so let me explain how private insurance works. In any countries' medical system about 90% of all medical costs are caused by about 10% of patients or less. chile did something really smart, and found a way to insure the insurers against those really expensive edge cases. so, with private medical insurance in chile you get a catastrophic insurance on top of your plan. It is a pool of money all the insurance companies pay in to. they they can focus on making money off all the bells and whistles they hang on the basic insurance package they are required by law to cover (e.g. private hospital rooms, etc).

so, one way or other he is going to be on a medical evacuation flight to santiago that day. the only question at this point is who is paying for it.

this is not our first rodeo. we handle medical emergencies for our clients all the time. his wife and him have money to pay for this if needed out of pocket, but we are going to at least document that we went through the proper procedures to activate the catastrophic insurance. we figure even if they deny coverage, we can sort it out in court later.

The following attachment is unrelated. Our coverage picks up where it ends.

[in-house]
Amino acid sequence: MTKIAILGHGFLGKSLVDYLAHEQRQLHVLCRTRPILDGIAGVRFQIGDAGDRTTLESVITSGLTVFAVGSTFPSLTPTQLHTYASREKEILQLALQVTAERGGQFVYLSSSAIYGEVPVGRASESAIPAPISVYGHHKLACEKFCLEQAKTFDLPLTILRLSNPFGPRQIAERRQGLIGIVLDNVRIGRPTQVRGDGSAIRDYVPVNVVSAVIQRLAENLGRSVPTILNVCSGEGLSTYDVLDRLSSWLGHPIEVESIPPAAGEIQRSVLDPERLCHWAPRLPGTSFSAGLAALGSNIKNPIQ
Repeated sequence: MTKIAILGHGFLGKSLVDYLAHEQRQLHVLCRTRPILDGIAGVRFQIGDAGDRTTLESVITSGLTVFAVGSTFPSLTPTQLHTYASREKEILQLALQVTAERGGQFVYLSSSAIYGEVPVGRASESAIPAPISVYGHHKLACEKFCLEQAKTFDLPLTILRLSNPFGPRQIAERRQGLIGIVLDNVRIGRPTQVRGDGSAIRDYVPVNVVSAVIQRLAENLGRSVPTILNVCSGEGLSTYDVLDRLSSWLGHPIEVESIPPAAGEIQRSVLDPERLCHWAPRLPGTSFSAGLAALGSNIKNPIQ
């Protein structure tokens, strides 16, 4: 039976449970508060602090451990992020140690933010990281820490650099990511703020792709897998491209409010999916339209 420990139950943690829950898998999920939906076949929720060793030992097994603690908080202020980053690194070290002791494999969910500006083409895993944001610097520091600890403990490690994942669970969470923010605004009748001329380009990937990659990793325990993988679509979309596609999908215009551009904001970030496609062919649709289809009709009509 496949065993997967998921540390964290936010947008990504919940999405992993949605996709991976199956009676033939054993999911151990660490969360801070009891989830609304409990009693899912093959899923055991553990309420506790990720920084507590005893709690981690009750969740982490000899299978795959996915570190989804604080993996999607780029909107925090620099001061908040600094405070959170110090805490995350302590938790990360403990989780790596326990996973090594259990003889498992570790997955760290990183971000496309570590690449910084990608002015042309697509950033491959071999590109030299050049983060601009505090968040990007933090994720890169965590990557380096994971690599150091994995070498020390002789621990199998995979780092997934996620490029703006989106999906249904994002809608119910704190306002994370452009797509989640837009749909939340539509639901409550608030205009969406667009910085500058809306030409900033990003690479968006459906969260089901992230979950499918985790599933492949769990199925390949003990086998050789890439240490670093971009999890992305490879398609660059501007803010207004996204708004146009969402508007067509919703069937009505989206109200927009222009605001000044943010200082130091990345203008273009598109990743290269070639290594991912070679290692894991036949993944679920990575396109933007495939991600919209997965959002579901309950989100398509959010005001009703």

so, 2 p.m. in afternoon, we have to go talk to the insurance company. unfortunately, due to some mismanagement of the PV hospital (long story), they don't have private insurance reps at the hospital like most private hospitals in chile typicaly do. typicaly there is a desk with an insurance rep for each company near the admission desk of a private hospital.

lunch hour in PV. the office of the insurance are officially closed, but we go knock on the door. the one woman that is there lets us in after we explain the situation.

she files the paperwork in the system. says it will be about an hour to process. again, not being our first rodeo, we take that hour to contact the companies that do these medical flights. they quote us $8 million to $11 million pesos for the flight, two doctors, two nurses, twin turbo props, 2000 km round trip. I guess there is only like three companies that do this, so they told us the typicaly they get the call from the insurance companies in about 15 to 20 mins.